The algorithms that are used are Support Vector Regression [11] [13] [8], Decision Trees Regression [10], Linear Regression, Ridge Regression [6] and Random Forest Regression [16]. Random Forest Regression is used for the selection of important features out of the lag training set [12]. Other feature selection techniques can be used which is the future implementation and research for our work. As the dataset is a time series dataset, the sequence of the data or the training examples is important. The training and testing sets are divided into the 70,30% using the hold-out method. For the optimizing the hyper -parameters , Grid Search and Random search methods are used. Bayesian Search and other evolutionary optimization search methods are the future work. The best algorithm which results in the minimum mse in the validation set is selected for the future prediction of the sku. Out of all the algorithms the one which gives the minimum mse is matched again with the ensemble of the algorithms. Ensemble is done with the averaging of the error in the validation set

where Yp is the predicted value and Ya is actual. the weights assigned to each model/algorithm ritmi] is given by:

where i E(l , n), n varies in the model set.

• Future Forecast Generation: Once the forecast is done, then the forecast results are validated and different methodology are taken into the account to see which all process can be taken into the account for improving the accuracy. The comparison is required to be done at the level at which the forecast is generated. Identify the Models [algorithm with hyper-parameter settings] producing SKU wise best results and separate the SKUs as per the models giving best results consistently in the validation phase. Once the Model for specific variable is identified , initiate the run to forecast for future 18 months. Seasonality factor is applied to the model if required. This depends on the pattern in which the result is produced.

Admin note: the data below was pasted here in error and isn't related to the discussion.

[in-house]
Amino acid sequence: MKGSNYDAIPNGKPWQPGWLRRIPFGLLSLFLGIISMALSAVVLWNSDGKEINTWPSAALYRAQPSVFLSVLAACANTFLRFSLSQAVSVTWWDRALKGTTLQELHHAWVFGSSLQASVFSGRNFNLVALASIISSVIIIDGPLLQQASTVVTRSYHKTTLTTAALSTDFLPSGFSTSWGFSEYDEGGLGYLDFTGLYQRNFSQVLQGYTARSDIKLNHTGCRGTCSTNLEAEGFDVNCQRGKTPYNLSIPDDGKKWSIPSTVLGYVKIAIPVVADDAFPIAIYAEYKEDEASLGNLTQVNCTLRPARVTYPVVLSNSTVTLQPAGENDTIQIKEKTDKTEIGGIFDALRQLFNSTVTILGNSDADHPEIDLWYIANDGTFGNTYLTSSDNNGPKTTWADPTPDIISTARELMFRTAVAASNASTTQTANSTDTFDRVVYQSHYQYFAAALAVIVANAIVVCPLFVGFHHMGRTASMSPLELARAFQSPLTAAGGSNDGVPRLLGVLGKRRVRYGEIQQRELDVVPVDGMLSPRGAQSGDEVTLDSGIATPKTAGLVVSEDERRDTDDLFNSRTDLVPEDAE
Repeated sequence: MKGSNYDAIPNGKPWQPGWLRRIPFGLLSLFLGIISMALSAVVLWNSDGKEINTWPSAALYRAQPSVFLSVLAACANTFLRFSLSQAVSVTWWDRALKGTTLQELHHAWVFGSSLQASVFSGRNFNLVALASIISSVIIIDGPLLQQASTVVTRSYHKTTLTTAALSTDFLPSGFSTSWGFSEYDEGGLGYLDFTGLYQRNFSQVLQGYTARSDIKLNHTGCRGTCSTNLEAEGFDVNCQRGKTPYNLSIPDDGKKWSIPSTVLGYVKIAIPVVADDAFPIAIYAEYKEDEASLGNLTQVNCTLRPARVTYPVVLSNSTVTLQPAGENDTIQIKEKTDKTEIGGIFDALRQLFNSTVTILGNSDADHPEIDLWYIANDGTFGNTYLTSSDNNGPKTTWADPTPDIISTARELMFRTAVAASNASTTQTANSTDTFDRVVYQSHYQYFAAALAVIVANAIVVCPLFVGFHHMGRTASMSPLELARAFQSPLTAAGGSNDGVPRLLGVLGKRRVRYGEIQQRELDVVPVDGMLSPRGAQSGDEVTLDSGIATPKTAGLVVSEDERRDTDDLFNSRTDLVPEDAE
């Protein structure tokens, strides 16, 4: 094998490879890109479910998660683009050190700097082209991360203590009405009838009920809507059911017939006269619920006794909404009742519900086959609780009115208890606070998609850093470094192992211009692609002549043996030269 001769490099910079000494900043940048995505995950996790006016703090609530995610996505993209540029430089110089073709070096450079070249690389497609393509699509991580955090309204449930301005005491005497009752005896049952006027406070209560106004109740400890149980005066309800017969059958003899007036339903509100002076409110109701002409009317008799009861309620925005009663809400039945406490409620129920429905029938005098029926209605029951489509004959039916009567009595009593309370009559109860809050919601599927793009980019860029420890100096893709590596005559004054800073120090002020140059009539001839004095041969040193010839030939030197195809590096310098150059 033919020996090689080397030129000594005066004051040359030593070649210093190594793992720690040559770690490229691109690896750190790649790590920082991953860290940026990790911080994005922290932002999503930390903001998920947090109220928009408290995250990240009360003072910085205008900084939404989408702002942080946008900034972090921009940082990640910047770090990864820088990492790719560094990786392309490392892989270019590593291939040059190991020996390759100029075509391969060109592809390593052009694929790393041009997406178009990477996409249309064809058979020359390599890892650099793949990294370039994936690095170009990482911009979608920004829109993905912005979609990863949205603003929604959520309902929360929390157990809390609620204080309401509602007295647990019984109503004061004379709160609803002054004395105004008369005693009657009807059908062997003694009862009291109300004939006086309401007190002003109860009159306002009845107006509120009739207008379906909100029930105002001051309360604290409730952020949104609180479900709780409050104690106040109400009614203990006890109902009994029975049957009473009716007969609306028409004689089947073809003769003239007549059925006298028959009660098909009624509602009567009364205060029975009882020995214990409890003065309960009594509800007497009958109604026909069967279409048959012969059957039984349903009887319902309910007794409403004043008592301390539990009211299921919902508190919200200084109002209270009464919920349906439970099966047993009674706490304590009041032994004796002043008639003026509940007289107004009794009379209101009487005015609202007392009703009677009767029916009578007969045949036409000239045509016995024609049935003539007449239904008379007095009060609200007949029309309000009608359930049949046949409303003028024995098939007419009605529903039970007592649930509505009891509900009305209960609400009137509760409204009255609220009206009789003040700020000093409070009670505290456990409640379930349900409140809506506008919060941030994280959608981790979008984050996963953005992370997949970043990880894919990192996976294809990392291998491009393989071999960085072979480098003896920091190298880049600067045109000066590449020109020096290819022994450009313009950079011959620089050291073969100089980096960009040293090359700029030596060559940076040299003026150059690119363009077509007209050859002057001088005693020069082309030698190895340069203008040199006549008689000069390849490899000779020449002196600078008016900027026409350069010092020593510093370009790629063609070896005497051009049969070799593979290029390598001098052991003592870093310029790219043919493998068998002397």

Algorithm for the Proposed Model:

  •  Input the Data

–    for skuI: N, where N = total number of SKU for a market

* Data Preprocess: Outlier treatment, Missing value treatment

* Dataset Creation: Convert the Actual data to 12-lag dataset

* Train, Test subset: Holdout method is used and

  time sequence for the data is maintained [As the data is time series]

* Feature Selection: Transform the dataset to the most correlated dataset

* Training the Algorithms: Pass the Data through different algorithms.

* Algorithm Selection: Based on the MSE in the validation/test period the model which results in the minimum error is selected.

* Future Prediction: Generate the future forecast

3) Ensemble of the Algorithms: The results/forecast gen­ erated by the time-series and regression based algorithms can either be over-forecasting or under- forecasting. To achieve higher accuracy 100%, the forecast should be very much near to the actual sales or the error

where k is the time period for the calculation of the deviation. Thus, if the deviation is minimum, the gen­ eralization capability of the model increases. Here, we used averaging of the time series and regression based model results to give an ensemble forecast which brings the deviation near to zero or minimum of the deviation of time series output and regression based model output. Hence, this more enhances the generalization capability of the model. The weights that is calculated for the two kinds of models is by calculating the deviation from the validation period of the data.